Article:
Maine Correctional Center at Windham. Credit: Courtesy of the Maine Department of Corrections

Click here for the latest coronavirus news, which the BDN has made free for the public. You can support our critical reporting on the coronavirus by purchasing a digital subscription or donating directly to the newsroom.

The Maine Department of Corrections is waiting on test results for more than 120 inmates after one tested positive at a prison in Windham, the first step in determining whether a Cumberland County correctional facility is home to the state’s next coronavirus outbreak.

While some of the nation’s largest outbreaks have happened in prisons, Maine had gone until Tuesday without even recording a positive case in a correctional facility inmate. That changed when a man in his 20s at the Maine Correctional Center developed symptoms on Sunday and tested positive on Tuesday.

[Our COVID-19 tracker contains the most recent information on Maine cases by county]

Since then, the state has tested 123 inmates and 64 employees, Department of Corrections Commissioner Randall Liberty said Wednesday. At least two refused, according to the department’s daily coronavirus dashboard. He expected an additional 500 people — including staff, inmates and vendors — to be tested Wednesday to complete universal testing at the prison, which had 477 inmates as of May 4.

Test results could start to come back later Wednesday, Liberty said. They likely won’t show how the virus made it into the prison — that’s the job of Maine CDC epidemiologists. But it’s unlikely the infected inmate brought it in, Liberty said, because he had been incarcerated there since March.

Jails and prisons are particularly vulnerable to becoming virus hotspots because of inmates’ close living quarters and their limited access to good hygiene and medical care. Plus, about half of Maine’s prison population are at high risk for complications from the virus because of their age and other health conditions.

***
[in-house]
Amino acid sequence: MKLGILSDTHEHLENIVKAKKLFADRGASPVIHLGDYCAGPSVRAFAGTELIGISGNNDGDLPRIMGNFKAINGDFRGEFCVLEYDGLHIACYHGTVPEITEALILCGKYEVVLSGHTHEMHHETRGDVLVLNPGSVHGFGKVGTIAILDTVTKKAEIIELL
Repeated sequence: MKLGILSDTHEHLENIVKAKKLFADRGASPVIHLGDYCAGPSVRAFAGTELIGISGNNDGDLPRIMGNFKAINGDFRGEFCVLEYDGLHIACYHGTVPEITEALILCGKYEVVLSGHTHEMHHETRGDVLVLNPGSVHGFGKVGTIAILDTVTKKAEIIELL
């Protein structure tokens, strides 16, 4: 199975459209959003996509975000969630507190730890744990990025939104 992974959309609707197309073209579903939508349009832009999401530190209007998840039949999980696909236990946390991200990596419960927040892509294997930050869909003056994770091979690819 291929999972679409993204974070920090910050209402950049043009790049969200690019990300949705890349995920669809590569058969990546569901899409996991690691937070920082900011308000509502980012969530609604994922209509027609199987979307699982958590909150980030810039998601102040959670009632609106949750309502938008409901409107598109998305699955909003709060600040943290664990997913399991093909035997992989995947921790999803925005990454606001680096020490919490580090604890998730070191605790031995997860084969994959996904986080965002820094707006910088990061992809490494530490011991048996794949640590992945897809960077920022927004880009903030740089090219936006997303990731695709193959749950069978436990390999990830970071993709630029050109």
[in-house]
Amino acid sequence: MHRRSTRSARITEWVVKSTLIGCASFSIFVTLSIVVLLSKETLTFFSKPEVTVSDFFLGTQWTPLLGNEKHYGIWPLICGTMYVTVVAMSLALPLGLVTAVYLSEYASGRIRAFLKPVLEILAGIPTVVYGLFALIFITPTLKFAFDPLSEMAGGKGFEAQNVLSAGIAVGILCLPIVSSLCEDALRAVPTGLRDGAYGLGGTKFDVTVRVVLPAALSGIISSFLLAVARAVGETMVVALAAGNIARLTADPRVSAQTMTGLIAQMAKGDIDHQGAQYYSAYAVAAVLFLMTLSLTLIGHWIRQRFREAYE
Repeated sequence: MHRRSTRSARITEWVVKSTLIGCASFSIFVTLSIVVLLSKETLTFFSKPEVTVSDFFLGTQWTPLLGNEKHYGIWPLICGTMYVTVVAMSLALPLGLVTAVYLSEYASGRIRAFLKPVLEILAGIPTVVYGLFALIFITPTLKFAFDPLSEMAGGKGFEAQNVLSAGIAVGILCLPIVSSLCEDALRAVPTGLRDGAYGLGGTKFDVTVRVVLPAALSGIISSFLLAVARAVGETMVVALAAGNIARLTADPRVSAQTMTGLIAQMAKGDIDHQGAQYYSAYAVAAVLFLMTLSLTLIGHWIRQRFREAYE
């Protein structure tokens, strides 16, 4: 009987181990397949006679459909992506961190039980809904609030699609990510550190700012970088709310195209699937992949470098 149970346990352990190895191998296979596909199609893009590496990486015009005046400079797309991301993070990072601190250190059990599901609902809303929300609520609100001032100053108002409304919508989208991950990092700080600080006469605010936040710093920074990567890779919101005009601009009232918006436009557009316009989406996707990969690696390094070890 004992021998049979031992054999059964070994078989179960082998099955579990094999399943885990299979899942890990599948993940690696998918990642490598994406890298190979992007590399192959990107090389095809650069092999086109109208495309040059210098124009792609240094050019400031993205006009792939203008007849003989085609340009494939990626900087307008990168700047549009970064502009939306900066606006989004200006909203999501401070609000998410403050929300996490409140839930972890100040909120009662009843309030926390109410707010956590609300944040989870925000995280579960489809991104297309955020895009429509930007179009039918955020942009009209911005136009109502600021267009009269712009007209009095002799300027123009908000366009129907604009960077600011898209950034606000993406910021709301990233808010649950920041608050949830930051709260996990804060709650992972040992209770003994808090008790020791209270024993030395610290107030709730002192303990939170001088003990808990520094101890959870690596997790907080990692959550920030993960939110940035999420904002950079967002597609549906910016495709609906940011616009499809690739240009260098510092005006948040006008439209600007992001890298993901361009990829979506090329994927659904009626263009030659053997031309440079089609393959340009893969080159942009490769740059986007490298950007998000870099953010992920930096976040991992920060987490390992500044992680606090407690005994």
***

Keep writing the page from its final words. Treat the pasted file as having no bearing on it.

The country’s four largest outbreaks, each of more than 1,100 cases, have appeared in correctional facilities, according to the New York Times.

Maine corrections officials have taken steps to guard against the virus since it officially arrived here in mid-March by shutting down outside visits, ramping up cleaning measures, not allowing staff to work at multiple facilities and requiring that they wear protective equipment while on the job. Anyone who may have the virus has been isolated and their unit locked down. The state has also taken steps to reduce its jail and prison populations.

But prisoners have raised concerns that guards have not consistently followed protocols meant to keep them safe. And representatives for correctional officers say the state needs to move toward widespread testing immediately to keep a single case from turning into a crisis.

Prisoners at the Maine State Prison in Warren and the Maine Correctional Center have said guards haven’t consistently worn face masks when they have come into close contact with prisoners and other guards, Joseph Jackson of the Maine Prisoner Advocacy Coalition said. Jackson, who used to be incarcerated in Warren, talks regularly with inmates and has aired their concerns with Liberty.